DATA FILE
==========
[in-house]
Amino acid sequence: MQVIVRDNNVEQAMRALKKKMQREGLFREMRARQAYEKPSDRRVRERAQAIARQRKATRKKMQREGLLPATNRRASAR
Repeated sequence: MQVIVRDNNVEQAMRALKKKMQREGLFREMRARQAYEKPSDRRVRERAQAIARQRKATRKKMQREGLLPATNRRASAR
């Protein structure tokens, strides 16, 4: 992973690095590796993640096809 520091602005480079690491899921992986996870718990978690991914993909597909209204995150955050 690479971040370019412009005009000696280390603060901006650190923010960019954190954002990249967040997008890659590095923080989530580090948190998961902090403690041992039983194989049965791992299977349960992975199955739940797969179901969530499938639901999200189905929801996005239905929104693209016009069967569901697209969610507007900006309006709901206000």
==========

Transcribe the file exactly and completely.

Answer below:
[in-house]
Amino acid sequence: MQVIVRDNNVEQAMRALKKKMQREGLFREMRARQAYEKPSDRRVRERAQAIARQRKATRKKMQREGLLPATNRRASAR
Repeated sequence: MQVIVRDNNVEQAMRALKKKMQREGLFREMRARQAYEKPSDRRVRERAQAIARQRKATRKKMQREGLLPATNRRASAR
């Protein structure tokens, strides 16, 4: 992973690095590796993640096809 520091602005480079690491899921992986996870718990978690991914993909597909209204995150955050 690479971040370019412009005009000696280390603060901006650190923010960019954190954002990249967040997008890659590095923080989530580090948190998961902090403690041992039983194989049965791992299977349960992975199955739940797969179901969530499938639901999200189905929801996005239905929104693209016009069967569901697209969610507007900006309006709901206000």